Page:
City Manager Martinez said after the measure passed, he, Chief Orosa and the now-retired head of code enforcement agreed to continue targeting the maquinitas through criminal statutes enforced by police — just as Exposito had been doing — rather than through the civil permitting process. That’s why no tickets were issued to machine owners who failed to buy permits.
Orosa said since he took over from Exposito in December 2011, his officers have made four arrests and confiscated 51 gaming machines, all of which have been destroyed after being labeled “contraband’’ by the courts. The city continues to warehouse 105 machines seized during Exposito’s tenure that are still tied up in legal challenges.
Orosa said his immediate concern about seizing the costly gaming machines is how and where to store them. He said former Chief John Timoney confiscated some of them and stashed them under an Interstate 95 overpass. Later, after the courts ruled they had to be returned to their owners, the city discovered the machines were destroyed by the weather and was on the hook for the cost.
“If it’s the will of the commission to pick up all the machines, we’ll pick up all the machines,” Orosa said.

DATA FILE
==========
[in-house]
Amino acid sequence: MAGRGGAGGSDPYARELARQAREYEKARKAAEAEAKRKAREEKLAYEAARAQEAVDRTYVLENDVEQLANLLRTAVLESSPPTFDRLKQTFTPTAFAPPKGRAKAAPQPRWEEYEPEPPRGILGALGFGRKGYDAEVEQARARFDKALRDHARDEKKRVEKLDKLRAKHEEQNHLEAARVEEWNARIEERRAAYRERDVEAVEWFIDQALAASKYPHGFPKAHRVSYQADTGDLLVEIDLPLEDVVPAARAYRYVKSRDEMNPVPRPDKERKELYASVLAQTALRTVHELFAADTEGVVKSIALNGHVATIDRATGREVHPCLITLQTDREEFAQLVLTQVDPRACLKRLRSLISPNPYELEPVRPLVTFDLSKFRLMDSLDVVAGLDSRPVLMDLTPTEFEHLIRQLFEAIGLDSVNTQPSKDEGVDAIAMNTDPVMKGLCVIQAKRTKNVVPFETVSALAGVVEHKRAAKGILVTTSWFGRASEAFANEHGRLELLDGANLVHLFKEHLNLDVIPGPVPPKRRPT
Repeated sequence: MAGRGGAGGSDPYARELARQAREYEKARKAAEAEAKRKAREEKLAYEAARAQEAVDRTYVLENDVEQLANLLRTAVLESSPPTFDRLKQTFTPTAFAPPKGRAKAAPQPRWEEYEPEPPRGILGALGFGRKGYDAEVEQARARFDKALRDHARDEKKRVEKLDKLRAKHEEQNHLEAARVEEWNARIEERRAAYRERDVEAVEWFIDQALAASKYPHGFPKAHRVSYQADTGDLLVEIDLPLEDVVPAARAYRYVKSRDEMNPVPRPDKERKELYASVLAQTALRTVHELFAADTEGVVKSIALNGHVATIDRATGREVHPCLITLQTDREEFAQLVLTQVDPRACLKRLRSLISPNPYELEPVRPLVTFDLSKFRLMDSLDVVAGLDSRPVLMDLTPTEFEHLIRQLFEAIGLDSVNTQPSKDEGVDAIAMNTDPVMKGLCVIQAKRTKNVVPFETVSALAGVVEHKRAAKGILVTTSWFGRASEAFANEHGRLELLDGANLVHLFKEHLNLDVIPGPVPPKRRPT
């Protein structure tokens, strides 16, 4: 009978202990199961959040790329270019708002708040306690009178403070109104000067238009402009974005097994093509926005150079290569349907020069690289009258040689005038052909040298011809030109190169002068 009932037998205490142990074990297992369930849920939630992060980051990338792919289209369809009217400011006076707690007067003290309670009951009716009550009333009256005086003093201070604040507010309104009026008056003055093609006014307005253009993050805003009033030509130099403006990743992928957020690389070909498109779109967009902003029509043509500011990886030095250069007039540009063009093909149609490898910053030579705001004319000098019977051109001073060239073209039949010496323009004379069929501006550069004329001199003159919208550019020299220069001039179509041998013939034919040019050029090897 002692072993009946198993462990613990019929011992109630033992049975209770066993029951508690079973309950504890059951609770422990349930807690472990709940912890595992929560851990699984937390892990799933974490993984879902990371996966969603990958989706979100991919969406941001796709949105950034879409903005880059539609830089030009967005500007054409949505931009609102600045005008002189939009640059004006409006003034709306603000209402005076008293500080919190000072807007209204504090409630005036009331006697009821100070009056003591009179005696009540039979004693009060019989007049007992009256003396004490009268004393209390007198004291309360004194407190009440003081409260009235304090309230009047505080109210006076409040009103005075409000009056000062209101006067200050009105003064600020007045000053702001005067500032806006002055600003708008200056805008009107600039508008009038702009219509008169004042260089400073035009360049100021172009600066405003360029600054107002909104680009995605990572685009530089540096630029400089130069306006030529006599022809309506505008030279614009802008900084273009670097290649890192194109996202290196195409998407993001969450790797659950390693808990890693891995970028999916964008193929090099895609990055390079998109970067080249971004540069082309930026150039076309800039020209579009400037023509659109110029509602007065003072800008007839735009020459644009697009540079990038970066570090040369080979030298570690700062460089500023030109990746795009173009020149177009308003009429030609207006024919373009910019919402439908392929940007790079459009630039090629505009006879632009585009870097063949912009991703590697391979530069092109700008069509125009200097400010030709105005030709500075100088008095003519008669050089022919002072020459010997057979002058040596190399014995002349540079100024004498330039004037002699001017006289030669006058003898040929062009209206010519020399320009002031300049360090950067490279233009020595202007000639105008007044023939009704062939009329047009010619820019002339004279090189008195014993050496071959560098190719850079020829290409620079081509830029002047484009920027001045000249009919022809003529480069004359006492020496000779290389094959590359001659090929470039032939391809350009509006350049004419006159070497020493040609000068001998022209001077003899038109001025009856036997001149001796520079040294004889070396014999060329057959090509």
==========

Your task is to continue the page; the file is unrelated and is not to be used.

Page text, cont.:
Also Thursday, commissioners gave developer Swires Properties the go-ahead for large increases in retail and parking space, and to build more condo units, in a $1.05-billion development planned for three blocks just west of Brickell Avenue and below the Miami River. It’s one of the most ambitious projects in city history. They also said Brickell CitiCentre could change its name to Brickell CityCentre.
With the approval for more space, the urban shopping and mixed-use development will add 772 parking spaces, for a total of 5,519. It will increase the number of condos by 350, to a total of 1,174. And it will increase its retail/entertainment component by more than 80,000 square feet, for a total of 636,271.
Commissioners also unanimously passed another resolution asking the U.S. Department of Justice to allow the city to hire 50 certified police officers. The administration has proposed hiring 33, though that number could increase depending on budget negotiations.Miami is required to get DOJ approval when hiring certified officers due to a 1977 finding that the city discriminated against blacks and Hispanics in its hiring practices. The city can hire non-certified officers — who have to undergo training — without Justice clearance.
Even with a quick decision from DOJ, the process is expected to take three or four months. The city manager said he doesn’t expect the hires to take place until the new budget year begins in October. Miami is currently understaffed with 1,087 officers, though the city has budgeted for 1,144. Martinez said it should reach that number by June.
Commissioners also gave preliminary approval to holding the mayoral election on Nov. 5, with a runoff if necessary two weeks later. Elections for commission Districts Three and Five also are set for Nov. 5.
Miami Herald staff writer David Ovalle contributed to this report.